British Prime Minister Liz Truss resigns; What’s next for the warring UK?

British Prime Minister Liz Truss announced her resignation on Thursday morning after just six weeks in office, becoming the shortest-serving prime minister in British history.

The former foreign secretary’s policy to ease economic problems backfired, sending markets into a frenzy and further depreciating the pound. Truss’ tenure was marked by a pound in trouble and a UK economy in tatters, leading to calls for her resignation.

Under pressure from her own party, Truss chose to resign after a damaging 24 hours. Home Secretary Suella Braverman criticized her leadership after her resignation on Wednesday, followed by charges of forcing lawmakers to vote against a fracking ban.

A competition to fill her vacancy will take place within a week, Truss said in a speech announcing her resignation on Thursday.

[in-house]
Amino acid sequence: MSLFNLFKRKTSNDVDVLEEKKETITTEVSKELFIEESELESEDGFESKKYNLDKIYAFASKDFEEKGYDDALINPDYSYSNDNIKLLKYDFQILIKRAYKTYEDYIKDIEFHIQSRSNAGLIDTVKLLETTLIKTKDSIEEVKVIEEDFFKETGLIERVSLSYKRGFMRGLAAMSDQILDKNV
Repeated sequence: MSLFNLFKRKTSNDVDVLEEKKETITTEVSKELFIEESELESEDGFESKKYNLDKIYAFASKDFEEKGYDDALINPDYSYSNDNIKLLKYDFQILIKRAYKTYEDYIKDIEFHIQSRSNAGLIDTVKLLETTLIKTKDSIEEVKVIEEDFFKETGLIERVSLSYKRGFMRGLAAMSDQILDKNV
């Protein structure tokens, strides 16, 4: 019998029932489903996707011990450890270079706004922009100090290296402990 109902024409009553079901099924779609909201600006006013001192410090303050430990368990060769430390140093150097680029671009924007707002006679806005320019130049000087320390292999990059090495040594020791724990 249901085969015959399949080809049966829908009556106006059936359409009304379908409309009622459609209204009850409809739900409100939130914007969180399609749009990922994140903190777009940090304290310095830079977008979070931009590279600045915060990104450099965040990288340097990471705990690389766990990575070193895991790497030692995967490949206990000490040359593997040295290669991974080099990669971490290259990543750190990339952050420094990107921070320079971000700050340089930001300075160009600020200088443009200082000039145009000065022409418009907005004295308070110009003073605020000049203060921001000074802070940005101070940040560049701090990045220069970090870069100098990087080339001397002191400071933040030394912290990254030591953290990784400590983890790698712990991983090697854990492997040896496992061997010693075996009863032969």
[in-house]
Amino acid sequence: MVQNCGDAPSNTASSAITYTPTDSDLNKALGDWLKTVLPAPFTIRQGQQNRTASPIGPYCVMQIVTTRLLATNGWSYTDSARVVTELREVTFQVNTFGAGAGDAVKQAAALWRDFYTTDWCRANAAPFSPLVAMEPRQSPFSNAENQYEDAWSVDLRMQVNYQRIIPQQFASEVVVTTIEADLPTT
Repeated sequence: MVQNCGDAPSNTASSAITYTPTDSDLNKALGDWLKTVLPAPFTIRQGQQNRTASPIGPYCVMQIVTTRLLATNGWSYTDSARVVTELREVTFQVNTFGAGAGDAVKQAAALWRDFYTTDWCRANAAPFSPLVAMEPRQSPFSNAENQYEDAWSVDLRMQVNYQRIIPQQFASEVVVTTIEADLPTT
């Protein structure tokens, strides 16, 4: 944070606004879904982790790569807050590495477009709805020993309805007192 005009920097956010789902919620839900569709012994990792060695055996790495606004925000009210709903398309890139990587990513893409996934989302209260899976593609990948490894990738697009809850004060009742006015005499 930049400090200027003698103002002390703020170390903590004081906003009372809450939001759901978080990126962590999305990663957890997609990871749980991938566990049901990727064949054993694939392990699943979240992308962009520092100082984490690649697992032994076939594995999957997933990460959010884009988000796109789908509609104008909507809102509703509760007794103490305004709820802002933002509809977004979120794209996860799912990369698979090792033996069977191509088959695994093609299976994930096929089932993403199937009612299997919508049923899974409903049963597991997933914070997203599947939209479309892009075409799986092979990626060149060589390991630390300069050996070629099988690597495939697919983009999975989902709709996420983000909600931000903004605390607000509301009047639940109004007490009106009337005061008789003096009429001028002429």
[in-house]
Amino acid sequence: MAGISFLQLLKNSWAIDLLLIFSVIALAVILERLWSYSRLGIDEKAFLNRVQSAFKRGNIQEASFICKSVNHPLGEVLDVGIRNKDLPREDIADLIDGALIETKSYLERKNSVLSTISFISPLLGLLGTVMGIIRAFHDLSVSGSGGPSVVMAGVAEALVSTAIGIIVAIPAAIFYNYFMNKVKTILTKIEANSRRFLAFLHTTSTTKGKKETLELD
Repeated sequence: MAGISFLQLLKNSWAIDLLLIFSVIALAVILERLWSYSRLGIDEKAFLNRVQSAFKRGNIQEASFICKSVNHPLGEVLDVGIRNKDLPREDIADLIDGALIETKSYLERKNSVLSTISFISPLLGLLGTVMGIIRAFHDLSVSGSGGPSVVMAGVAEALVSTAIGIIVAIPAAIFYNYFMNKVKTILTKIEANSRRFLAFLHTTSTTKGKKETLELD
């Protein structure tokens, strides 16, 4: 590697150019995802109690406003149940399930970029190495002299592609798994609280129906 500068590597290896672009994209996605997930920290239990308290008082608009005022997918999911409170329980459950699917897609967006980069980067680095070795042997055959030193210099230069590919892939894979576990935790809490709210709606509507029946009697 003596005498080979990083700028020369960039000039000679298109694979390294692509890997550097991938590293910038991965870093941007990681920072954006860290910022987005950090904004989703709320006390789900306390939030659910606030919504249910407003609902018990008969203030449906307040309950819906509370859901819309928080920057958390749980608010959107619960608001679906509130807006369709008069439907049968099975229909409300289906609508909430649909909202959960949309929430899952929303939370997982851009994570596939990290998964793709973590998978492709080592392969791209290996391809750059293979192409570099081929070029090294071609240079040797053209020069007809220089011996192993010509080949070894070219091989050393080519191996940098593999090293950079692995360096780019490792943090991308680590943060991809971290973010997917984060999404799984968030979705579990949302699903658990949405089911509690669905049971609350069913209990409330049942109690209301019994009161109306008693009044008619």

Current Conservative Party rules require election candidates to be voted by the parliamentary party’s 357 members. The two best candidates from that process advance to a second round.

Prior to Truss, whose tenure lasted only 45 days, George Canning previously held the record for the shortest term as Prime Minister, having served 119 days until his death in 1827.

Truss took office amid a storm of controversy surrounding her predecessor, Boris Johnson. Her departure leaves Downing Street and the Conservatives square again. With elections coming up, the UK will have its fourth prime minister since 2019.

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